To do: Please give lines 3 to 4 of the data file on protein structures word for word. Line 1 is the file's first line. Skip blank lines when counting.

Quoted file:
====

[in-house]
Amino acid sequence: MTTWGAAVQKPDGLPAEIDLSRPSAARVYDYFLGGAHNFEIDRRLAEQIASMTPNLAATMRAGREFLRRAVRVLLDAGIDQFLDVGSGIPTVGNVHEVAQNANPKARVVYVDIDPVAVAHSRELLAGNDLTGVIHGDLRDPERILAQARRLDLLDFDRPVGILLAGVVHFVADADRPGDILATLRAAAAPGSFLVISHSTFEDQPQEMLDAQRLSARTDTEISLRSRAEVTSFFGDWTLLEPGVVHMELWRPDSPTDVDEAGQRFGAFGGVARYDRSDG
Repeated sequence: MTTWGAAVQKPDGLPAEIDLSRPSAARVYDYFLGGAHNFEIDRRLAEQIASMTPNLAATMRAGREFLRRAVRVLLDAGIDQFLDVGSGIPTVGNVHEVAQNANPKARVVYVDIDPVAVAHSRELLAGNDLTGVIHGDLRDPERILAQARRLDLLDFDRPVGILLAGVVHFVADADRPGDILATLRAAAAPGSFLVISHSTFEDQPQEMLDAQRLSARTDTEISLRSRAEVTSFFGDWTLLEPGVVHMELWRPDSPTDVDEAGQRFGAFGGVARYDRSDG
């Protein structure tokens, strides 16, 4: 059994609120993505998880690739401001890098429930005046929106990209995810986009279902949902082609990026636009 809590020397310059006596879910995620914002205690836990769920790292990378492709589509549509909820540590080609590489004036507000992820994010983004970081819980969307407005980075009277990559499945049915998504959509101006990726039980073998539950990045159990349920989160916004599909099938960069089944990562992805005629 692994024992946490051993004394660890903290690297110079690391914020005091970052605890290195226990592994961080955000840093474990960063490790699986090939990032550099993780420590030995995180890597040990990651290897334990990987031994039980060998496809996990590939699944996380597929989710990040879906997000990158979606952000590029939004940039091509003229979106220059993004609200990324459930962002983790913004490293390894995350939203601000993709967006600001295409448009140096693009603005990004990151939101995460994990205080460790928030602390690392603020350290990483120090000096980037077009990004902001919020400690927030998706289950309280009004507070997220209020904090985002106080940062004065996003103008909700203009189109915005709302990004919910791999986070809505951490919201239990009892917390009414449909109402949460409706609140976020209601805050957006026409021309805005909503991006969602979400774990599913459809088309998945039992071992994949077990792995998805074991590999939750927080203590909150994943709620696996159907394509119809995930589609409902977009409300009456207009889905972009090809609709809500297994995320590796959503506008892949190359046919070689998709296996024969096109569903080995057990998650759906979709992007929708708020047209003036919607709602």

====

Repeated sequence: MTTWGAAVQKPDGLPAEIDLSRPSAARVYDYFLGGAHNFEIDRRLAEQIASMTPNLAATMRAGREFLRRAVRVLLDAGIDQFLDVGSGIPTVGNVHEVAQNANPKARVVYVDIDPVAVAHSRELLAGNDLTGVIHGDLRDPERILAQARRLDLLDFDRPVGILLAGVVHFVADADRPGDILATLRAAAAPGSFLVISHSTFEDQPQEMLDAQRLSARTDTEISLRSRAEVTSFFGDWTLLEPGVVHMELWRPDSPTDVDEAGQRFGAFGGVARYDRSDG
């Protein structure tokens, strides 16, 4: 059994609120993505998880690739401001890098429930005046929106990209995810986009279902949902082609990026636009 809590020397310059006596879910995620914002205690836990769920790292990378492709589509549509909820540590080609590489004036507000992820994010983004970081819980969307407005980075009277990559499945049915998504959509101006990726039980073998539950990045159990349920989160916004599909099938960069089944990562992805005629 692994024992946490051993004394660890903290690297110079690391914020005091970052605890290195226990592994961080955000840093474990960063490790699986090939990032550099993780420590030995995180890597040990990651290897334990990987031994039980060998496809996990590939699944996380597929989710990040879906997000990158979606952000590029939004940039091509003229979106220059993004609200990324459930962002983790913004490293390894995350939203601000993709967006600001295409448009140096693009603005990004990151939101995460994990205080460790928030602390690392603020350290990483120090000096980037077009990004902001919020400690927030998706289950309280009004507070997220209020904090985002106080940062004065996003103008909700203009189109915005709302990004919910791999986070809505951490919201239990009892917390009414449909109402949460409706609140976020209601805050957006026409021309805005909503991006969602979400774990599913459809088309998945039992071992994949077990792995998805074991590999939750927080203590909150994943709620696996159907394509119809995930589609409902977009409300009456207009889905972009090809609709809500297994995320590796959503506008892949190359046919070689998709296996024969096109569903080995057990998650759906979709992007929708708020047209003036919607709602």